FIG. 2.
The crb2-T215A mutation decreases IR-induced Crb2 phosphorylation but not focus formation. (A) Immunoblot analysis of Crb2 in asynchronous cultures of cells harvested immediately after irradiation with the indicated dose of IR. The position of hyperphosphorylated ...

We also examined the localization of Crb2 in the mutant strains. These experiments were performed by microscopic analysis of live cells that expressed an integrated copy of YFP-tagged Crb2 or Crb2-T215A. Crb2 with an N-terminal YFP tag is a fully functional protein that localizes in the nucleus and forms bright foci at sites of DNA damage (12). These foci appear within a few minutes after exposure to IR. In crb2-T215A cells, mutant YFP-Crb2 localized in the nucleus and formed foci in response to IR (Fig. (Fig.2B).2B). This pattern of Crb2 localization was not significantly different from that for the wild type (Fig. (Fig.2C).2C). As seen previously in hta1,2-AQE cells (29), YFP-Crb2 was properly localized in the nucleus, but it failed to form foci in response to IR (Fig. 2B and C). The pattern of Crb2 localization in crb2-T215A hta1,2-AQE cells was identical to that in hta1,2-AQE cells (Fig. 2B and C).

From these results we conclude that both the crb2-T215A and hta1,2-AQE mutations cause a reduction in the DNA damage-induced hyperphosphorylation of Crb2, but they are likely to have these effects for different reasons because only the hta1,2-AQE mutations cause a defect in the accumulation of Crb2 at sites of DNA damage.

Equivalent effects of the crb2-T215A and crb2Δ mutations in hta1,2-AQE cells.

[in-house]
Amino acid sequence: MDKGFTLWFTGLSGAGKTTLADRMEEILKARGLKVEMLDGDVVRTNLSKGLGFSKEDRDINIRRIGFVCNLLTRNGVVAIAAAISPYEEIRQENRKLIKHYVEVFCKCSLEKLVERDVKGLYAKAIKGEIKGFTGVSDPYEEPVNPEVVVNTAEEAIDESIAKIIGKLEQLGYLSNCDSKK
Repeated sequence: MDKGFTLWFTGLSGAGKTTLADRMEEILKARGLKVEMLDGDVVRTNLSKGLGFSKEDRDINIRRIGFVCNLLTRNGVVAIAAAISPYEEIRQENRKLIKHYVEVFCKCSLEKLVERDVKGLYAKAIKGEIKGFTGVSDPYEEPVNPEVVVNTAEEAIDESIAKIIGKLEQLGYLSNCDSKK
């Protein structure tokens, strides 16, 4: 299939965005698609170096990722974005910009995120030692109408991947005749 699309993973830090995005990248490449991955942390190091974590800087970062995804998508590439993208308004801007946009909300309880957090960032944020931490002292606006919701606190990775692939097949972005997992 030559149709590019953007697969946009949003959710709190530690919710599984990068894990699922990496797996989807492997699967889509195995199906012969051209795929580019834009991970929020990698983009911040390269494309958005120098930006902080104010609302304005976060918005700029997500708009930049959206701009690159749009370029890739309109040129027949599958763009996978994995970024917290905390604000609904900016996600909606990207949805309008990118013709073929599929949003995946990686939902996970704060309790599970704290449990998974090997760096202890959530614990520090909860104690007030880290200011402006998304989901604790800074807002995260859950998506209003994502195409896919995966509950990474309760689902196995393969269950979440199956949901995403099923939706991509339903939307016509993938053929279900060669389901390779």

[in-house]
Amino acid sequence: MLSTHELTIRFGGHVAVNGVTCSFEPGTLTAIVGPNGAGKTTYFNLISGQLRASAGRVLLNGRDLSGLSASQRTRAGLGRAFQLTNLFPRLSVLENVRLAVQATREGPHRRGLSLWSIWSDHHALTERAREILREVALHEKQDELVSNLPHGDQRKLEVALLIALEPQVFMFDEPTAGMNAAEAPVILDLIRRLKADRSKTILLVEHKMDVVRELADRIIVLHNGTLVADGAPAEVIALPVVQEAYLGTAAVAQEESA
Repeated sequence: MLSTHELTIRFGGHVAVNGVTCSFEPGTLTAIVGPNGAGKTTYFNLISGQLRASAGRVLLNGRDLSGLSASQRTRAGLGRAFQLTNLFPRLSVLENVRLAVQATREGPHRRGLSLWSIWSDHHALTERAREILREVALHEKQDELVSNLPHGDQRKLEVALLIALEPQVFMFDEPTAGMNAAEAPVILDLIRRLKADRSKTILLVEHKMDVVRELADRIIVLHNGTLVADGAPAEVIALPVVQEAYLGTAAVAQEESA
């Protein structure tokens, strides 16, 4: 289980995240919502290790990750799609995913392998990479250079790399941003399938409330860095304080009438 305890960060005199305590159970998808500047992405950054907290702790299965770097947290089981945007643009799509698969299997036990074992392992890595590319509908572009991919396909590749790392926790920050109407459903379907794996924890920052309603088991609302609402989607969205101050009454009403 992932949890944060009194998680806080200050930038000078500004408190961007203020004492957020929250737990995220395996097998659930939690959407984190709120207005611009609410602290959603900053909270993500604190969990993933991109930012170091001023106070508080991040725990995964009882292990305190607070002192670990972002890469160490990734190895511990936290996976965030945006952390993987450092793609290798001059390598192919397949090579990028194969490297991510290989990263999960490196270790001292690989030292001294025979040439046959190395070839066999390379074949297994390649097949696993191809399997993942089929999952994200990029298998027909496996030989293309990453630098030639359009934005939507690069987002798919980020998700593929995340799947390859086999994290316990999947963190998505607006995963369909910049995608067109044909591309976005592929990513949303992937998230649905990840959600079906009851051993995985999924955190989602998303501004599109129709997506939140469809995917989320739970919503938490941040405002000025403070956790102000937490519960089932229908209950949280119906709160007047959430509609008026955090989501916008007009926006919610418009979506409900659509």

Having found that crb2-T215A hta1,2-AQE cells are unable to arrest division in response to DNA damage (Fig. (Fig.1D),1D), we proceeded to carry out IR survival assays to determine if Crb2 function is fully defective in these cells. We found that crb2-T215A hta1,2-AQE and crb2Δ hta1,2-AQE strains were equally sensitive to IR (Fig. 3A and C). These findings demonstrate that all functions of Crb2 that contribute to IR survival are fully eliminated in the crb2-T215A hta1,2-AQE background.

FIG. 3.
IR survival experiments involving crb2-T215A. (A and B) Genetic interactions of crb2-T215A with chk1Δ, rqh1Δ, and hta1,2-AQE in response to IR treatment. Experiments are repeated at least three times, and error bars correspond to standard ...

It should be noted that crb2Δ cells are substantially more sensitive to IR than crb2Δ hta1,2-AQE cells (Fig. (Fig.3A).3A). This suppressive effect of the hta1,2-AQE mutations was noted in previous studies (29). These genetic interactions indicate that phosphorylation of the C terminus of histone H2A is counterproductive to survival in the absence of Crb2. The damage-induced cell cycle arrest is fully eliminated in crb2Δ cells; therefore, we conclude that in the absence of Crb2, γ-H2A(X) must hinder DNA repair or promote a nonproductive mechanism of DNA repair.

In the hta1,2-AQE background, the crb2-T215A and crb2Δ mutations caused a degree of IR sensitivity that was approximately equivalent to that of chk1Δ cells (Fig. (Fig.3A).3A). The hta1,2-AQE mutations do not suppress chk1Δ (29); hence, the IR sensitivity of crb2-T215A hta1,2-AQE and crb2Δ hta1,2-AQE strains can be explained by an inability to activate Chk1. It should be noted that the suppressive effect of hta1,2-AQE was also observed in crb2-T215A chk1Δ and crb2Δ chk1Δ strains, which appeared to be equal to crb2Δ strains in IR sensitivity (Fig. (Fig.3A3A).

We previously observed that the suppressive effect of the hta1,2-AQE mutations in a crb2Δ background depended on the DNA helicase Rqh1 (29). We observed the same effect with the crb2-T215A hta1,2-AQE cells, in which the presence of the rqh1Δ mutation reduced IR resistance to a level comparable to that of crb2Δ cells (Fig. 3B and C). Therefore, in the absence of Crb2 function in a hta1,2-AQE background, Rqh1 plays an important role in IR survival.

Rescue of cdc2-T215A by amino acid substitutions that mimic phosphorylation.